Topic: RFC1 - Signals
As it is, only delegates of the form void(void) can be attached to an sfg::Signal object. In C++03 without std::function or std::bind support we had to roll our own delegate structure to avoid having to depend on boost. To keep it simple and relatively fast, we decided that instead of being a message with internal state, an sfg::Signal should just be an interface that invokes whatever functions were attached to it. The invocation of those functions was the information that a widget would want to convey back to the end user. Conceptually, a widget should not have to pass back newly created information during the invocation of the attached functions because its state should be easy to query and any information that did not originate from the widget itself should not have to be forwarded by the widget since this information should be available for the user to query as well.
Due to the asynchronous nature of event queuing, the event and input state that triggered the sfg::Signal must be bound to the invocation itself since past states cannot be queried easily by the user. This means that a limited form of message passing is required to ease the use of the interface without any non-trivial workarounds.
Change the signature of sfg::Signal functions to pass the triggering event, if available.
With the outstanding refactor into C++11, we will probably replace Don Clugston's Fast Delegate implementation with std::function, to enable more flexible usage of the interface and allow the user to use std::bind as well.
When considering a typical scenario where std::bind might be used, one has to take into account that the user might be migrating from another UI library and has become accustomed to the way they handle their events. A very common practice is to provide the invoking widget as part of the message passed to the user code in order to enable easy decoupled access to its state when handling the signal. Because std::bind support will be implicitly available when sfg::Signals make use of std::function, I predict users will start connecting sfg::Signals in the following way:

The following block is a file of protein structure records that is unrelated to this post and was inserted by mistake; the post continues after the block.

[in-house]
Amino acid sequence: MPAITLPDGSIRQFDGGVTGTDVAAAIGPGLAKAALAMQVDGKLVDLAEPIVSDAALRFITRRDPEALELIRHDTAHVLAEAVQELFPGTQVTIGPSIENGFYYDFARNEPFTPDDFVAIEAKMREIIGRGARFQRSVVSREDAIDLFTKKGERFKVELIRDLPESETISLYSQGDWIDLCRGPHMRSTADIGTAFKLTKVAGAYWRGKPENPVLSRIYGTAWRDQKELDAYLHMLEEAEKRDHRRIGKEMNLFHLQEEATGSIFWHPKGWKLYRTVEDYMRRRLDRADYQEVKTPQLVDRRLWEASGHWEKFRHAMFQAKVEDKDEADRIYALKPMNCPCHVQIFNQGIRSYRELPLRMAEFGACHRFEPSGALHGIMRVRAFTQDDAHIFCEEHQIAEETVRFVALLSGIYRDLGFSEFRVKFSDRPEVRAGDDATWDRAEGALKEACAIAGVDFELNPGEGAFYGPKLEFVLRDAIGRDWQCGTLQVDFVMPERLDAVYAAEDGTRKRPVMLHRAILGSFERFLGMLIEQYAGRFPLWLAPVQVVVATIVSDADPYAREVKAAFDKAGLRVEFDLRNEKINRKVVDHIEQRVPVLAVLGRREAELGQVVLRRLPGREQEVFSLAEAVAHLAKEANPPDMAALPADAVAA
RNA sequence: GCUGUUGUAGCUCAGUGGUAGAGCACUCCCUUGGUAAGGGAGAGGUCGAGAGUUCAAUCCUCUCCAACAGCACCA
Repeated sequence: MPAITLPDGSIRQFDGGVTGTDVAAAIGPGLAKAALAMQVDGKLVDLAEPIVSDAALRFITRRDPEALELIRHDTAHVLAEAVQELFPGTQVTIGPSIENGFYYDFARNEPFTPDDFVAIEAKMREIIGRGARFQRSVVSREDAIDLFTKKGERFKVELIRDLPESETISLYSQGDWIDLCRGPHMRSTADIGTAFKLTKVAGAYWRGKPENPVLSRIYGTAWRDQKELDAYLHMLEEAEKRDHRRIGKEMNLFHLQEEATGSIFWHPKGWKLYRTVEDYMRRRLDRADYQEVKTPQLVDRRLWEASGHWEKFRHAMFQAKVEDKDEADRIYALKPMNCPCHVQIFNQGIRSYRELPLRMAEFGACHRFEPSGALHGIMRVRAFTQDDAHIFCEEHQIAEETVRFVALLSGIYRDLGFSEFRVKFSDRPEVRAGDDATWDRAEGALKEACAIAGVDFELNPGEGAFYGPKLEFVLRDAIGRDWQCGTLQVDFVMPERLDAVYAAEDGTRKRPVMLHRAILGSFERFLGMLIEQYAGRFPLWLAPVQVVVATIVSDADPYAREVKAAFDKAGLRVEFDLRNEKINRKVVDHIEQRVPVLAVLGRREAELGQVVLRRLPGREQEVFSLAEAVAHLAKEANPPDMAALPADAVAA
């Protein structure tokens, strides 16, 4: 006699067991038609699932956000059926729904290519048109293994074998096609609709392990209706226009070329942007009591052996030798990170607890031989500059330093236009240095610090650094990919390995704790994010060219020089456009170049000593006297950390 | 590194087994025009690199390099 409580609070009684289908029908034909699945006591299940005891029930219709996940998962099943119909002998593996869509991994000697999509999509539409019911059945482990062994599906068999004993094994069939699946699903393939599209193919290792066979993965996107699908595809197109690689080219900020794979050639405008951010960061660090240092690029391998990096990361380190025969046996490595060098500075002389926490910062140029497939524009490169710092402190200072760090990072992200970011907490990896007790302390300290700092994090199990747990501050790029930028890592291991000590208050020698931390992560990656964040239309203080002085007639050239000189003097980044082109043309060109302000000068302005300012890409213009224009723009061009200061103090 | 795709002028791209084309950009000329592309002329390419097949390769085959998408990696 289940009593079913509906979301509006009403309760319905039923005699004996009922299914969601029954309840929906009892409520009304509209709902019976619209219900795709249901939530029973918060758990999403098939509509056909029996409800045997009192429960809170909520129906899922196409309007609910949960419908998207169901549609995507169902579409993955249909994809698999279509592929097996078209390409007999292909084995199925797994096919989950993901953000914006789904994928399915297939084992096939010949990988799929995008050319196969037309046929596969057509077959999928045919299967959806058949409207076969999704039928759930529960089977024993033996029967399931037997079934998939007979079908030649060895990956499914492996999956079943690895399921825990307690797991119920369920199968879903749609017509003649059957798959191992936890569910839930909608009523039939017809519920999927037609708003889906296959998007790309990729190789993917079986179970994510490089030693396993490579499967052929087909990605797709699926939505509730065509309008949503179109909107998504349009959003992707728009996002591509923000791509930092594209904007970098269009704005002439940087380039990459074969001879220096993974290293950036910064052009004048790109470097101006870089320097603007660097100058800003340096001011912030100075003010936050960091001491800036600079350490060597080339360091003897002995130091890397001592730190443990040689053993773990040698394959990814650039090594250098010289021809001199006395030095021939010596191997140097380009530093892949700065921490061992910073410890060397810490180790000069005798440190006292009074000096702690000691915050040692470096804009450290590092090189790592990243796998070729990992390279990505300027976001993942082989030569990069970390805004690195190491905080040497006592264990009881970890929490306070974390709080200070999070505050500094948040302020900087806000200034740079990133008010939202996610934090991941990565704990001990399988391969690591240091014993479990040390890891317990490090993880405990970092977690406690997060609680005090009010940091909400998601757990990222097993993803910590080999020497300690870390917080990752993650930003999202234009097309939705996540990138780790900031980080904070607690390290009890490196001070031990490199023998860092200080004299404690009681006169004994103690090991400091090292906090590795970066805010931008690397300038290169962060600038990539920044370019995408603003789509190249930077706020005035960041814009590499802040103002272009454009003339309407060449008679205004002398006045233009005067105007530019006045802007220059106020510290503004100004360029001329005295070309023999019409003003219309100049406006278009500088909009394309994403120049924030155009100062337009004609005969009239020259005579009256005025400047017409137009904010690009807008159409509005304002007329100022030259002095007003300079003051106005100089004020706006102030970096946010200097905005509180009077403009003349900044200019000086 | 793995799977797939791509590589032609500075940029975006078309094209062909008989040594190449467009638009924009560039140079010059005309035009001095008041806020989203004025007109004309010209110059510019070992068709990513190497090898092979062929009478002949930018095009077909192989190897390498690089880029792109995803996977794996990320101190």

widget->GetSignal( sfg::Widget::OnLeftClick ).Connect( std::bind( &SomeStruct::SomeFunc, &some_struct, std::placeholders::_1, widget ) );
This would make available the widget when the user's function is called, however, because widget is a shared_ptr, storing it inside the std::bind expression, which is indirectly owned by the widget itself, would create an ownership cycle leading to the widget never being destroyed and leaks occurring. To solve this, the user would need to bind a weak_ptr instead of a shared_ptr, however this would mean they would need to acquire ownership of the widget inside their function every time it is called. This is first of all, very annoying for the user and might lead to unnecessary overhead, and assuming many users might not have much experience with shared_ptr ownership concepts, this might become the source of hard to debug leaks.
Incorporating the previous change, the signature of the functions attached to sfg::Signal would become:
void func( const sfg::Widget::Ptr& widget, const sf::Event& event )
sf::Event might be replaced by an arbitrary event structure in the future.
Please comment on this idea.